The outcome of the identification of sites has been announced by the Ministry led by Roberto Cingolani: Bari, Bologna, Cagliari, Catania, Genoa, Florence, Messina, Milan, Naples, Palermo, Reggio Calabria, Rome, Turin and Venice will be the cities where the 6,600 new hectares will take root. Depending on the individual projects, the new areas will extend existing woods in urban or areas of the urban belt, create connections between city parks and in some cases will be equipped with infrastructure for educational activities and tourist use.
The new brand of a city
The great Italian plan surely represents a vanguard in Europe, but it is certainly not the only one to mark the green renewal of our urban fabric. In France, the sustainable development plan launched by Nice is already a case in point. The coastal city, emblem of the “dolce vita” of the French Midi and traditionally conservative in political outlook, has surprisingly played the card of ecological resilience as early as 2008. Urban planning and transport interventions, managed by the Municipality through participatory processes and citizen consultations, have gone hand in hand with an intended reforestation of urban spaces. The results are already starting to be seen: the Promenade du Paillon, the new city park erected where an old bus station and its interchange parking lot once stood, is now a landmark on the same level as the historic Promenade des Anglais. But that’s not all: under the slogan “1 tree for every 5 inhabitants”, urban planting has managed to contain the emission of particulate matter.
In the case of the Promenade des Anglais, where the new trees have been accompanied by the electrification of the streetcar line and the reduction of the lanes reserved for cars, the reduction in particulate matter has stabilised at an impressive -65%. But that’s not all: at the rate of 130 trees planted every day - that’s the average under the tenure of Mayor Christian Estrosi, in office since 2017 - the city of 360,000 residents has updated its goal to “one tree per inhabitant”. Beyond the bet on climate security, the challenge also lies in the repositioning of the city’s brand: the new “ville verte” will be able to strengthen its attractiveness and its positioning in the field of luxury tourism through its new sustainable identity.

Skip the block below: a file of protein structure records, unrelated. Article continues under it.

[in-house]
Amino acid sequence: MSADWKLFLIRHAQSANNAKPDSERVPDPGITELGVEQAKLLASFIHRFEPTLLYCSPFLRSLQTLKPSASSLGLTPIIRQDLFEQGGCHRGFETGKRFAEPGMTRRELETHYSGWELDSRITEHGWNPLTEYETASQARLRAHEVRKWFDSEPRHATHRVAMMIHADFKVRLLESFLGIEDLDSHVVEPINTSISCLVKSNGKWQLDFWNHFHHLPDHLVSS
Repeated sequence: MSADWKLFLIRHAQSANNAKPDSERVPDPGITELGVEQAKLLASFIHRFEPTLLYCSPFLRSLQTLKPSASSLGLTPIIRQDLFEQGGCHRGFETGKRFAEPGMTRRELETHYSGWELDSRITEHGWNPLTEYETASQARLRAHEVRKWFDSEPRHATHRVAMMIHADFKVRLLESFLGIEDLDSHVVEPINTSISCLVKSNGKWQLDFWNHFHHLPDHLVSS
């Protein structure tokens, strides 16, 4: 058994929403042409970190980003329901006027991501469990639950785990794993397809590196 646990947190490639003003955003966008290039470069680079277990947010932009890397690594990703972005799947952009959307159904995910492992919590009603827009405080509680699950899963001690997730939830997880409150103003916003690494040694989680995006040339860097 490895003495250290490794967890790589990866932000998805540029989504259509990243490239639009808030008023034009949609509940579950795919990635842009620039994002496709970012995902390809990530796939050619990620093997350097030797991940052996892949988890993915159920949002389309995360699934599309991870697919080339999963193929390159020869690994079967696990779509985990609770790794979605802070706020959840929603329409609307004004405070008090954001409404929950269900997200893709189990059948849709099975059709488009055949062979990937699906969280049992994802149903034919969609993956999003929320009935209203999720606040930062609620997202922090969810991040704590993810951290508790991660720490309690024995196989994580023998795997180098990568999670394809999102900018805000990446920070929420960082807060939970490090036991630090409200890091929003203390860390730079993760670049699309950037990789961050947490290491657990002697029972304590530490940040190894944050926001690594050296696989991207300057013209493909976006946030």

A continent put to the test
However, sensitivity to reforestation of urban spaces is certainly not an exclusive of developed countries. In Africa, where the effects of climate change are expected to be much more accentuated than in the West despite low CO₂ emissions, the United Nations has drawn up dedicated programmes for the reforestation of urban areas. Launched in 2019, the “Great Green Wall for Cities” plan, ancillary to the African Great Green Wall project launched in the early 21st century by the African Union, aims at reforesting 500,000 hectares of new urban forests by 2030. Focusing on 30 countries, including some Asian cities, the plan aims at creating three urban forests per country so as to impose a virtuous model to be scaled up later in a growing number of residential areas.
FAO Director Qu Dongyu said the plan “can help reduce air temperature by 8°C, reduce costs associated with air conditioning by 40% and improve water quality”. The cost? The estimated budget by the international organisation is $1.5 billion for 800,000 hectares. The reforestation activity, the United Nations reminds us, will be married with activities aimed at the protection of existing forests, including the 300,000 hectares of areas already present in these urban spaces.